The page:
Norwegian is the easiest language for English speakers to learn as a second language. Norwegian is a member of the Germanic family of languages — just like English. This means the languages share quite a bit of vocabulary, such as the seasons 'vinter' and 'sommer' (winter/summer).

Another part of learning Norwegian: the grammar is pretty straightforward, with only one form of each verb per tense. And the word order closely mimics English. For example, “Can you help me?” translates to 'Kan du hjelpe meg?' — the words are in the same order in both languages, so mastering sentence structure is rather simple.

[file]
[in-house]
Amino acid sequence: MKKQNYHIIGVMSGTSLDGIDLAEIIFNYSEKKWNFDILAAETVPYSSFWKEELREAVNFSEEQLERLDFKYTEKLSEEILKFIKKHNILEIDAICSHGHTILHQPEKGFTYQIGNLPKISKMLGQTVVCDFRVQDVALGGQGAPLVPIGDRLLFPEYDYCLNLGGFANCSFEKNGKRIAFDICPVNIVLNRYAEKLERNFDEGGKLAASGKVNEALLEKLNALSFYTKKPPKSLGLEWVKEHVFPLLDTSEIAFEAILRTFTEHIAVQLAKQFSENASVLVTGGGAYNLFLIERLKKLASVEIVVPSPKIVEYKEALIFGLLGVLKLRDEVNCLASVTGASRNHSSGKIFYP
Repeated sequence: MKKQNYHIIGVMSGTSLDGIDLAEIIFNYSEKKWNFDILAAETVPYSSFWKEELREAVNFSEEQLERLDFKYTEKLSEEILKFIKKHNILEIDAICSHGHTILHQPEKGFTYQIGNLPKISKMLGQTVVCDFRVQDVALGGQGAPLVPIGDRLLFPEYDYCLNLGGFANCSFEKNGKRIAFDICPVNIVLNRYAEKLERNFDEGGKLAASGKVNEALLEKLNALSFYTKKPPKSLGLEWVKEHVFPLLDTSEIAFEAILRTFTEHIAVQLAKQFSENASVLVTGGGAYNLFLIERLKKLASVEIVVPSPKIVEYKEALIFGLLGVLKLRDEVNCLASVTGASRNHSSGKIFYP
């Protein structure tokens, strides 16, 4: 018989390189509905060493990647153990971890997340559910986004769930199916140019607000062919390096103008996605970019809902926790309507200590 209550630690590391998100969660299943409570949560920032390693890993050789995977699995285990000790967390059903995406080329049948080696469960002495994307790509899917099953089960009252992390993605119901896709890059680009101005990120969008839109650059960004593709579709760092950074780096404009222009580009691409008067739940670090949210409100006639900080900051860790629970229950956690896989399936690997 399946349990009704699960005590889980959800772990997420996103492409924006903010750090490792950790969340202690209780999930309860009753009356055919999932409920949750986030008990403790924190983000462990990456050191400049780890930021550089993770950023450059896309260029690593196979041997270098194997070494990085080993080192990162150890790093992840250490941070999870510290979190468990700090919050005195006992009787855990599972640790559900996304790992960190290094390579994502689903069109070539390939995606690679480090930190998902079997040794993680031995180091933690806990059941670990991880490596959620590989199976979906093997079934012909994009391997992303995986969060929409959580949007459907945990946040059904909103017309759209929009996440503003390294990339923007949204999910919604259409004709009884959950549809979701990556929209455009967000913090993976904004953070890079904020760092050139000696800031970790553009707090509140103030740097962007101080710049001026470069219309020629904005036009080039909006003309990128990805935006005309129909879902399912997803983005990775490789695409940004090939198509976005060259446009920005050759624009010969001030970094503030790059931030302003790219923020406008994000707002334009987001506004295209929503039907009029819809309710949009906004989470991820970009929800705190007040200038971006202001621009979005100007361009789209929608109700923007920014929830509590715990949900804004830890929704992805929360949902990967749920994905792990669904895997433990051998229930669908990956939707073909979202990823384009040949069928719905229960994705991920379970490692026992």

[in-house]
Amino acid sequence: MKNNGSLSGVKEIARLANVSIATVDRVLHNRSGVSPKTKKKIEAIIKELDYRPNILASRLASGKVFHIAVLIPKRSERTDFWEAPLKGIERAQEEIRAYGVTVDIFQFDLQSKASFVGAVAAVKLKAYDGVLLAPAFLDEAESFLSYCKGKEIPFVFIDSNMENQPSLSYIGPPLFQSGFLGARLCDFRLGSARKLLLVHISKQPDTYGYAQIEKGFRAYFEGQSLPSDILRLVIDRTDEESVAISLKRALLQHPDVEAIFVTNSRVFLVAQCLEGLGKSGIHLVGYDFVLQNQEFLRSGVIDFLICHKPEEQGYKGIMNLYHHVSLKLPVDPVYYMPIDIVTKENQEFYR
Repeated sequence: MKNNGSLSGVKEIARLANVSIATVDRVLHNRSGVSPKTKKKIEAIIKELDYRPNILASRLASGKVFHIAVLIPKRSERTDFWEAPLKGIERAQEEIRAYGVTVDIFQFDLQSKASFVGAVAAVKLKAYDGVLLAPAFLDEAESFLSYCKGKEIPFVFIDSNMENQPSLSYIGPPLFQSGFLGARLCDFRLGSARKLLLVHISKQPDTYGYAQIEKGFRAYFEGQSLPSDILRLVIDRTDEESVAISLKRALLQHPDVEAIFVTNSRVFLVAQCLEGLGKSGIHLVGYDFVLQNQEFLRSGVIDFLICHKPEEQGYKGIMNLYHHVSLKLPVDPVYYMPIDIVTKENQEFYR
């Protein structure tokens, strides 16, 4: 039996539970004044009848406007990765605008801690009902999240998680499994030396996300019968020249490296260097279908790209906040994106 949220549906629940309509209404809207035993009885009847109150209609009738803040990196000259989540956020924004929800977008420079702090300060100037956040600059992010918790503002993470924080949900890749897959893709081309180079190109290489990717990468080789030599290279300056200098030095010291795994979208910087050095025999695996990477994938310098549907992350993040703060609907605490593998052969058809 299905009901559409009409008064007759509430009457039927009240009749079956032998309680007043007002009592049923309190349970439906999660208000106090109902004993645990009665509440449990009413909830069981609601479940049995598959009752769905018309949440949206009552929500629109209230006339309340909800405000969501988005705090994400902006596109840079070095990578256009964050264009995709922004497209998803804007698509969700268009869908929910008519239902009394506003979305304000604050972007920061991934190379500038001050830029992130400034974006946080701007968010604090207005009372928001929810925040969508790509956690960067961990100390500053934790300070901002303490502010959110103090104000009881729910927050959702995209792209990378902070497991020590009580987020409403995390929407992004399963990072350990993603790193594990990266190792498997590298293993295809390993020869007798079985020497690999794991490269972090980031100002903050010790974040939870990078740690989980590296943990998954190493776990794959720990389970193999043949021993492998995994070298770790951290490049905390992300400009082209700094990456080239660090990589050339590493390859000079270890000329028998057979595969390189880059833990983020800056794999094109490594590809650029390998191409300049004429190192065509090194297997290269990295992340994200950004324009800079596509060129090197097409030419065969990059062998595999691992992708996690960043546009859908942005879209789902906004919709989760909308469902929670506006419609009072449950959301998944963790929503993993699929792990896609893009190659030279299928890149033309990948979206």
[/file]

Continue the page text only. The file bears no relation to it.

Norwegian is a descendant of 'Old Norse', the common language of the Germanic peoples living in Scandinavia during the Viking Era. Today, there are two official forms of written Norwegian, 'Bokmål' (literally "book tongue" from Danish origins) and 'Nynorsk' ("new Norwegian"), each with its own variants.

There is a lot of leeway with pronunciation when learning Norwegian. That’s because there are a vast array of different accents in Norway and, therefore, more than one “correct way” to pronounce words.

Norwegian nouns belong to three noun classes (genders): masculine, feminine and neuter. In comparison, the use of all three genders (including the feminine) is mandatory in 'Nynorsk'.

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